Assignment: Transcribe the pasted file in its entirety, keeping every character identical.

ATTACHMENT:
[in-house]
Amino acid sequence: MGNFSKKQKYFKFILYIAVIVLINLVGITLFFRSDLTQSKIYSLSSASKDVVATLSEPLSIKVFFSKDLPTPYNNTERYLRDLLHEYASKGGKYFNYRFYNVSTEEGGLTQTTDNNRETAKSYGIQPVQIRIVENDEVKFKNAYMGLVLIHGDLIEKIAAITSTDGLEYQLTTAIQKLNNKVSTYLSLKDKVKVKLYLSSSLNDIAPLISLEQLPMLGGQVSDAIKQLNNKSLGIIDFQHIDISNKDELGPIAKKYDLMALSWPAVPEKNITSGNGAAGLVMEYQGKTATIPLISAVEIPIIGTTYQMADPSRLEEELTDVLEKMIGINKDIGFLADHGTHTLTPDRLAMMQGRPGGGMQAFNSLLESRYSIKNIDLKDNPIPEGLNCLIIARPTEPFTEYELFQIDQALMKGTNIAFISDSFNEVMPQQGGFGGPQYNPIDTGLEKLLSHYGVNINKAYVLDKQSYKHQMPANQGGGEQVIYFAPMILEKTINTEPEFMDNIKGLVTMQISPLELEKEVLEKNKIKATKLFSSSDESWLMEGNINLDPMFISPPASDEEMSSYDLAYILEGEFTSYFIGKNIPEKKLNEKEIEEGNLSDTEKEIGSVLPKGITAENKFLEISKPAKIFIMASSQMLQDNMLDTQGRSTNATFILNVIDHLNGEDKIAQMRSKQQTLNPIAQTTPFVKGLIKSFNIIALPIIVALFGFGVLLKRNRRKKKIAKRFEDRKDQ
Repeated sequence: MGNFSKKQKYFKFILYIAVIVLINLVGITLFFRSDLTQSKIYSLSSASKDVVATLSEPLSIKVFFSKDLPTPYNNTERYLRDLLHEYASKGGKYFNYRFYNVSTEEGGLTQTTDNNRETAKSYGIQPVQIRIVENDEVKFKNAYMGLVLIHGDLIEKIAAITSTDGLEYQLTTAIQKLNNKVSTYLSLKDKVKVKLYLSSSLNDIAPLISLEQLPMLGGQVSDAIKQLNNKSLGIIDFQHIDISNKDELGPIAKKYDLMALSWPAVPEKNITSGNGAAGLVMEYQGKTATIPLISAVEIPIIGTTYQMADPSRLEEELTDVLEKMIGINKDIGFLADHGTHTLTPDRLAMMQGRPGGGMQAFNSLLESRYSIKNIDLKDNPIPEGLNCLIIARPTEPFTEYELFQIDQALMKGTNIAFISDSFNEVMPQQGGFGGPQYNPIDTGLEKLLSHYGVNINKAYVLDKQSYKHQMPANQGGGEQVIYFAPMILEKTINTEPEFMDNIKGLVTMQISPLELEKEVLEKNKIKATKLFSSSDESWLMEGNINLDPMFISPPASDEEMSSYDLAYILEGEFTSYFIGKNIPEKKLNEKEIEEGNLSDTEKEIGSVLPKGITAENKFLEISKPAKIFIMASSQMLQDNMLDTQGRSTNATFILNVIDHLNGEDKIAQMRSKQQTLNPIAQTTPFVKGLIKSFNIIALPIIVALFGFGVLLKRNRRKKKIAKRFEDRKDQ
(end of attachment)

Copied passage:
[in-house]
Amino acid sequence: MGNFSKKQKYFKFILYIAVIVLINLVGITLFFRSDLTQSKIYSLSSASKDVVATLSEPLSIKVFFSKDLPTPYNNTERYLRDLLHEYASKGGKYFNYRFYNVSTEEGGLTQTTDNNRETAKSYGIQPVQIRIVENDEVKFKNAYMGLVLIHGDLIEKIAAITSTDGLEYQLTTAIQKLNNKVSTYLSLKDKVKVKLYLSSSLNDIAPLISLEQLPMLGGQVSDAIKQLNNKSLGIIDFQHIDISNKDELGPIAKKYDLMALSWPAVPEKNITSGNGAAGLVMEYQGKTATIPLISAVEIPIIGTTYQMADPSRLEEELTDVLEKMIGINKDIGFLADHGTHTLTPDRLAMMQGRPGGGMQAFNSLLESRYSIKNIDLKDNPIPEGLNCLIIARPTEPFTEYELFQIDQALMKGTNIAFISDSFNEVMPQQGGFGGPQYNPIDTGLEKLLSHYGVNINKAYVLDKQSYKHQMPANQGGGEQVIYFAPMILEKTINTEPEFMDNIKGLVTMQISPLELEKEVLEKNKIKATKLFSSSDESWLMEGNINLDPMFISPPASDEEMSSYDLAYILEGEFTSYFIGKNIPEKKLNEKEIEEGNLSDTEKEIGSVLPKGITAENKFLEISKPAKIFIMASSQMLQDNMLDTQGRSTNATFILNVIDHLNGEDKIAQMRSKQQTLNPIAQTTPFVKGLIKSFNIIALPIIVALFGFGVLLKRNRRKKKIAKRFEDRKDQ
Repeated sequence: MGNFSKKQKYFKFILYIAVIVLINLVGITLFFRSDLTQSKIYSLSSASKDVVATLSEPLSIKVFFSKDLPTPYNNTERYLRDLLHEYASKGGKYFNYRFYNVSTEEGGLTQTTDNNRETAKSYGIQPVQIRIVENDEVKFKNAYMGLVLIHGDLIEKIAAITSTDGLEYQLTTAIQKLNNKVSTYLSLKDKVKVKLYLSSSLNDIAPLISLEQLPMLGGQVSDAIKQLNNKSLGIIDFQHIDISNKDELGPIAKKYDLMALSWPAVPEKNITSGNGAAGLVMEYQGKTATIPLISAVEIPIIGTTYQMADPSRLEEELTDVLEKMIGINKDIGFLADHGTHTLTPDRLAMMQGRPGGGMQAFNSLLESRYSIKNIDLKDNPIPEGLNCLIIARPTEPFTEYELFQIDQALMKGTNIAFISDSFNEVMPQQGGFGGPQYNPIDTGLEKLLSHYGVNINKAYVLDKQSYKHQMPANQGGGEQVIYFAPMILEKTINTEPEFMDNIKGLVTMQISPLELEKEVLEKNKIKATKLFSSSDESWLMEGNINLDPMFISPPASDEEMSSYDLAYILEGEFTSYFIGKNIPEKKLNEKEIEEGNLSDTEKEIGSVLPKGITAENKFLEISKPAKIFIMASSQMLQDNMLDTQGRSTNATFILNVIDHLNGEDKIAQMRSKQQTLNPIAQTTPFVKGLIKSFNIIALPIIVALFGFGVLLKRNRRKKKIAKRFEDRKDQ